The Replacements: Alex Chilton’s Beautifully Twisted Children
Alex Chilton’s passing last week at the too-soon age of 59 has been noted and eulogized by many, many people – as well it should be. Chilton somehow managed to stay under the mainstream radar for over four decades while influencing a couple of generations’ worth of musicians (so far).
Chilton’s brush with the Big Time came at the age of 16, when he lead the Box Tops through “The Letter”. (That’s right – that’s a 16-year-old kid growling out those lyrics.) But Big Time be damned – it was the sound of Chilton’s band Big Star in the early 70’s that changed everything. Terms like “tension-filled folk/rock” and “ragged and raw guitar pop” were applied to Big Star’s music. If you were a music fan, it was cool to have a Big Star album on the shelf; if you were a band, it was even cooler to name-drop Chilton and Big Star as having influenced your sound. Chilton would sometimes publicly question the importance of Big Star’s music; bands from R.E.M. to Yo La Tengo would gladly debate the point.
Me, I have a couple of things to admit to you. First, my awareness of Alex Chilton came second-hand. It was my discovery of The Replacements 21 years ago that lead me to seek out Chilton and Big Star – a path not unlike a Derek Trucks fan searching out old Howlin’ Wolf and Charlie Christian records. Secondly, as impressed as I was by Chilton and the musical fuse he’d lit, The Replacements were something I couldn’t shake. They were both perfect and flawed; they were both genius and dumb-ass. They might be out of tune and off the beat or they might be dead-nuts on in that Karl Wallenda hold-your-breath-and-pray-they-make-it way. The Replacements bowed to their hero in 1987 with the recording of “Alex Chilton” – then managed to drunkenly upset the backstage buffet table when they shared a marquee with him.
Whereas Chilton attained fame at a young age and chose to go in his own direction for the next 40-plus years, The Replacements slugged it out in the musical trenches for a decade or so, seeming to go out of their way to fuck up every time the aforementioned Big Time got within reach. Sure, they hammered bare-knuckled on fame’s door as any hard-working band would – and when it opened, they took a look in … but like a bunch of drunken rock ‘n’ roll Charlie Chaplins, The Replacements would blow it. (Was it on purpose? What do you think? Do you suppose it was the hand of fate that turned the mid-80’s gig at CBGB into a live train wreck in front of a house full of industry execs and rock critics? Even the fact that original ‘Mats guitarist Bob Stinson had mummified himself in aluminum foil prior to staggering out onstage couldn’t save the set; the band struggled to actually complete a song.)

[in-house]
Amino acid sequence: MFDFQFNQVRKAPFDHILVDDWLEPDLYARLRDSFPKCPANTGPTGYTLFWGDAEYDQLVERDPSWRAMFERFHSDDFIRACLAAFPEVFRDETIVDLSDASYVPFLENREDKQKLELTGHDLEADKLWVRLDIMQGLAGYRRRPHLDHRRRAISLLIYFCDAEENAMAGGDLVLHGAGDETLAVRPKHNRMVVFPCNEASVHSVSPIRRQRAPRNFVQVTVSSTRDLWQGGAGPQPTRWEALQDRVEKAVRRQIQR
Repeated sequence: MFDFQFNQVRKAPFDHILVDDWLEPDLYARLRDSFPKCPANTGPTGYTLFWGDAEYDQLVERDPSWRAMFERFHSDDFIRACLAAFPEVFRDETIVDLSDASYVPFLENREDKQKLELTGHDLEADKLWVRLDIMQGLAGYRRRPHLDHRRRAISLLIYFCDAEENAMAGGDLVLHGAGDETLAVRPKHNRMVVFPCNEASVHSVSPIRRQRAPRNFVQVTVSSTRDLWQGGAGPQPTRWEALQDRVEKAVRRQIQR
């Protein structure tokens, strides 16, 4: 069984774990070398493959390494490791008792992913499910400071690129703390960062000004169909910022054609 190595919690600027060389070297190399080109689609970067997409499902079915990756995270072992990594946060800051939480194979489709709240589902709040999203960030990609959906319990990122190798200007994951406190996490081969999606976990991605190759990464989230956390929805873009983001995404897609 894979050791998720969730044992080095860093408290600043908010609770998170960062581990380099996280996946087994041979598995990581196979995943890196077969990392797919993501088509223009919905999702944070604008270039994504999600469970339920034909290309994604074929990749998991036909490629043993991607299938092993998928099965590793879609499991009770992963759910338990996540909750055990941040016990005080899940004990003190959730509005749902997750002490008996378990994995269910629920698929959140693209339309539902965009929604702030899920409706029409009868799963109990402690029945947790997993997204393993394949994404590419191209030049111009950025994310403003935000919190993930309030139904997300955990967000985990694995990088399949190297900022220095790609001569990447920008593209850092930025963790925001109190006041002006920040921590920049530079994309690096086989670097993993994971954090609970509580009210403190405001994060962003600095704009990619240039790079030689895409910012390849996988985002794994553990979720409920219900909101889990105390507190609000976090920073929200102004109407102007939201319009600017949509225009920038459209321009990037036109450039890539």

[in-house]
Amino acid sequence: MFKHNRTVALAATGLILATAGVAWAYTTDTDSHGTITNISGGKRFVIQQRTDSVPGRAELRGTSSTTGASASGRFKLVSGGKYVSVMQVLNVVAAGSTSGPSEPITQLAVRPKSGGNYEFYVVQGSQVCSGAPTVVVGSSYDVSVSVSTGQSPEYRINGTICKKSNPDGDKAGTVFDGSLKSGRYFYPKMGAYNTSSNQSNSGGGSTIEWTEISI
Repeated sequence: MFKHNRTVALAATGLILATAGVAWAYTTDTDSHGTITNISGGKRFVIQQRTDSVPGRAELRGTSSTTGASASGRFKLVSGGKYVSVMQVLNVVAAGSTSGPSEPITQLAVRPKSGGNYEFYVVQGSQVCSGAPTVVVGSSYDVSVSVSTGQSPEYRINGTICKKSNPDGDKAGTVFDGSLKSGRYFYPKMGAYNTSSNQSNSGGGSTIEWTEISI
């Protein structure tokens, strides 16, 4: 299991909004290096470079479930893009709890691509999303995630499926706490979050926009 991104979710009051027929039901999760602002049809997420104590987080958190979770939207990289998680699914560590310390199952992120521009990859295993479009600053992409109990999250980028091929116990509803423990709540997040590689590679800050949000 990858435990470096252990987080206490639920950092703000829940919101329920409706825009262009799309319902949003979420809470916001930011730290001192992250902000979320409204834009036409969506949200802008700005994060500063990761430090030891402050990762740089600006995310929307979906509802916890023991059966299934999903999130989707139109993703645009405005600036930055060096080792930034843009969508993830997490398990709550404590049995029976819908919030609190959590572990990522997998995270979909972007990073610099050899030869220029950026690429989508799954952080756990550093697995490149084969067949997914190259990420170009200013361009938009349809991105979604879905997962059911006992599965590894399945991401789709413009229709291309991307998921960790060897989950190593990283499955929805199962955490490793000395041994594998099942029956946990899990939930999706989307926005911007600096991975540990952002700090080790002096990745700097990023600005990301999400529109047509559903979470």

In typical I-missed-it-I’m-from-Maine fashion, I didn’t cross paths with The Replacements until late in their existence – the night of May 31, 1989, to be exact. At that point in time, I was in a bit of a black hole musically – both personally and with the world at large. My guitar was spending most of its time in the case under the bed, and about the only release of then-recent vintage I was interested in listening to was Keith Richards’ first solo album, Talk Is Cheap. In fact, ol’ Keith was the reason I was sitting in front of the television that particular night. (I didn’t go cold turkey on TV until 1995, but that’s another story.) The occasion was a glitzed-out event called the “1st International Rock Awards” (I think there might have been three of the things before it swallowed its own head) and Keith was to be presented with a “Living Legend” award during the broadcast. Me, I was just hoping he’d play a live number with the X-Pensive Winos that night (which he did). That wasn’t the moment that spun my head around, however.
Picture this: returning from a commercial break, the cameras go live on multi-colored spotlights panning over a cheering crowd. The female announcer lists off some of the upcoming guests, including: “John Taylor! David Bowie’s Tin Machine! Tina Turner! John Waite!” The audience roars! It’s all too wonderful!
There’s a pause, and then the announcer sounds like she’s just found a dead mouse in her can of Tab: “We apologize … here they are: The Replacements.” The crowd reacts a little nervously – is something not quite right here? There’s a hiccup of silence, then one sole bass drum thump that has nothing to do with the riff guitarist Slim Dunlop had launched into – the opening chords to “Talent Show” from the ‘Mats’ Don’t Tell A Soul album. As the camera begins to slowly swoop in on the stage, lead singer/guitarist Paul Westerberg leans into the mic: “What the hell are we doing here?” Uh-oh … someone’s not sticking to the script …
Bassist Tommy Stinson may be laughing – it’s hard to tell from a distance as he takes a lurch backwards, then steps back into the spotlight, rubbing his head like he’d just gotten up. Dunlop cranks away at the intro while Westerberg hits the occasional power chord on his Gibson. The camera zeroes in on him – hair tousled and a bottom-of-the-laundry-basket white shirt with the right elbow ripped out – as he begins the first verse:
In my waxed-up hair and my painted shoes
Got an offer that you might refuse
Tonight, tonight, we’re gonna take a stab
Come on along, we’ll grab a cab …
A little slurry, a little bleary-eyed, Westerberg fluctuates between staring right back into the guts of the face-on camera defiantly and pointedly ignoring it. Dunlop makes the chord change:
We ain’t much to look at, so
Close your eyes, here we go …
Drummer Chris Mars is locked in on the beat now, riding the cymbals and kicking the bass pedal on the downbeat:
We’re playin’ at the talent show
Playin’ at the talent show …